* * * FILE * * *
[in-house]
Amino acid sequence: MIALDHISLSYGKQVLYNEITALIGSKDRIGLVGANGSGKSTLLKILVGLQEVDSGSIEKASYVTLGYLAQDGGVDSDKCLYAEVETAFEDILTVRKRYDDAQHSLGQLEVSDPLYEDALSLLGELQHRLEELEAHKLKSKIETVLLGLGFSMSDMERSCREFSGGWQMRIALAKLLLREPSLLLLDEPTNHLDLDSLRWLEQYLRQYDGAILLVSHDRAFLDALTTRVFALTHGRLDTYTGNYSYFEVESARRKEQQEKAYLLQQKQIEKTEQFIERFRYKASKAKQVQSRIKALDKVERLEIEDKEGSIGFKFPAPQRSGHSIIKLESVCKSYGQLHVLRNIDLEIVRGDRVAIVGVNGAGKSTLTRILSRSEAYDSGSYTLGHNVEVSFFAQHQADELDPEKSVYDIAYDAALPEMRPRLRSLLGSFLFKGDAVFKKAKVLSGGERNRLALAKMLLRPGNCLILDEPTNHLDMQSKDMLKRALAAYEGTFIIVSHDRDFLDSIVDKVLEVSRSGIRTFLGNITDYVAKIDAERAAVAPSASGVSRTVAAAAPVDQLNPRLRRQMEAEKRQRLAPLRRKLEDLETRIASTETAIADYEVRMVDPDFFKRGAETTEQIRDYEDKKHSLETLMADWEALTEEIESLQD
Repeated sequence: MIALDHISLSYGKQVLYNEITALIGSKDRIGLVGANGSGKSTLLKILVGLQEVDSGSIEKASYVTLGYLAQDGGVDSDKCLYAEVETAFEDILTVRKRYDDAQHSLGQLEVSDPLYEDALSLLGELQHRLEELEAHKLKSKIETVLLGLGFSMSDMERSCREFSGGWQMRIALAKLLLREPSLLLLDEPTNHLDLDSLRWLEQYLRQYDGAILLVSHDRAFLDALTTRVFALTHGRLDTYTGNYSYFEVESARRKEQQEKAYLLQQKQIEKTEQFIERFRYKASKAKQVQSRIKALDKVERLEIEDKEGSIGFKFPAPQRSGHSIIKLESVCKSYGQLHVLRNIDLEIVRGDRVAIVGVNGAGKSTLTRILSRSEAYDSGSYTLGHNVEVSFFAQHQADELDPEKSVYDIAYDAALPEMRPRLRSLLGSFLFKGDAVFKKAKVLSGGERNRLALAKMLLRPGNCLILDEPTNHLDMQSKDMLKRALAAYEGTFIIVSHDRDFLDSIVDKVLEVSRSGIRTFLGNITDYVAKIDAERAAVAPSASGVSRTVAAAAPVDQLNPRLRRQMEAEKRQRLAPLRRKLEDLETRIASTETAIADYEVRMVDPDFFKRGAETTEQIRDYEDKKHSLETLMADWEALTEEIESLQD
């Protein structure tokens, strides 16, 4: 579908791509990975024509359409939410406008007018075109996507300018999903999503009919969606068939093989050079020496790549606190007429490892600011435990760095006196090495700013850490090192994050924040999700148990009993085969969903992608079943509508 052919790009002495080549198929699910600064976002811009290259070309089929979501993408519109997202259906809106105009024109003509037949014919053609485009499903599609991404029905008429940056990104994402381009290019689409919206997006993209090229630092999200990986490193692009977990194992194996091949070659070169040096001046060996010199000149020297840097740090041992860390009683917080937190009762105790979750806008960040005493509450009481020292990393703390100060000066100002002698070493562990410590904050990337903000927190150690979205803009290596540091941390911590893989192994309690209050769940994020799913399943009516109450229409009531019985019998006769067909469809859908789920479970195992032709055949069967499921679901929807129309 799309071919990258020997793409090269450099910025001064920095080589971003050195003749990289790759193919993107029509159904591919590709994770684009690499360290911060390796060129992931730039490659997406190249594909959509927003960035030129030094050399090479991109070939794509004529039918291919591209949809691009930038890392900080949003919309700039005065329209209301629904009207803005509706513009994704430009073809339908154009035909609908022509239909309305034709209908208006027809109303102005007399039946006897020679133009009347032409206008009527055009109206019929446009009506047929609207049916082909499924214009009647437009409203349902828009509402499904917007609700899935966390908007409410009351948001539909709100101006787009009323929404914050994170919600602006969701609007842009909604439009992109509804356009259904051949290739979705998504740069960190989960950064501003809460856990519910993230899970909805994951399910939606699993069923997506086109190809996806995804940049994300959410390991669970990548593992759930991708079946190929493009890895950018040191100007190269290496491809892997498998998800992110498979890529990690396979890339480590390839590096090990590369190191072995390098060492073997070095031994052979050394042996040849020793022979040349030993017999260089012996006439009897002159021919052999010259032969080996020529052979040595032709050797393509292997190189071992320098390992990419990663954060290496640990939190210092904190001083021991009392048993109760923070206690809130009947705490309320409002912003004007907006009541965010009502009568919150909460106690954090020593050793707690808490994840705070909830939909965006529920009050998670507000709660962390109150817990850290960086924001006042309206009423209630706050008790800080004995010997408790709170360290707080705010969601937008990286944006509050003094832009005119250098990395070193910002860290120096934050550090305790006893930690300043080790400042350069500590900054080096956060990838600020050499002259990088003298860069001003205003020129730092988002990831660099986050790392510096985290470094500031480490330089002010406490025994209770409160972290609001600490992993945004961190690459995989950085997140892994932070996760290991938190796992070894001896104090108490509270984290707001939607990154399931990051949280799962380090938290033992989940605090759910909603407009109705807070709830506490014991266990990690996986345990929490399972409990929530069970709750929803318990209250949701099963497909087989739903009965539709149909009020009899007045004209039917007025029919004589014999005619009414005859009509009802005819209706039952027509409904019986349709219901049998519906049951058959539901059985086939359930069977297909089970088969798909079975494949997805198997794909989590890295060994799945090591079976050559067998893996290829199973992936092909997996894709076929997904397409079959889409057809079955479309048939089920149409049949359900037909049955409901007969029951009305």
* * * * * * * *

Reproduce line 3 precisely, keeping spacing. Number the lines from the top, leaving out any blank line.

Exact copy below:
Repeated sequence: MIALDHISLSYGKQVLYNEITALIGSKDRIGLVGANGSGKSTLLKILVGLQEVDSGSIEKASYVTLGYLAQDGGVDSDKCLYAEVETAFEDILTVRKRYDDAQHSLGQLEVSDPLYEDALSLLGELQHRLEELEAHKLKSKIETVLLGLGFSMSDMERSCREFSGGWQMRIALAKLLLREPSLLLLDEPTNHLDLDSLRWLEQYLRQYDGAILLVSHDRAFLDALTTRVFALTHGRLDTYTGNYSYFEVESARRKEQQEKAYLLQQKQIEKTEQFIERFRYKASKAKQVQSRIKALDKVERLEIEDKEGSIGFKFPAPQRSGHSIIKLESVCKSYGQLHVLRNIDLEIVRGDRVAIVGVNGAGKSTLTRILSRSEAYDSGSYTLGHNVEVSFFAQHQADELDPEKSVYDIAYDAALPEMRPRLRSLLGSFLFKGDAVFKKAKVLSGGERNRLALAKMLLRPGNCLILDEPTNHLDMQSKDMLKRALAAYEGTFIIVSHDRDFLDSIVDKVLEVSRSGIRTFLGNITDYVAKIDAERAAVAPSASGVSRTVAAAAPVDQLNPRLRRQMEAEKRQRLAPLRRKLEDLETRIASTETAIADYEVRMVDPDFFKRGAETTEQIRDYEDKKHSLETLMADWEALTEEIESLQD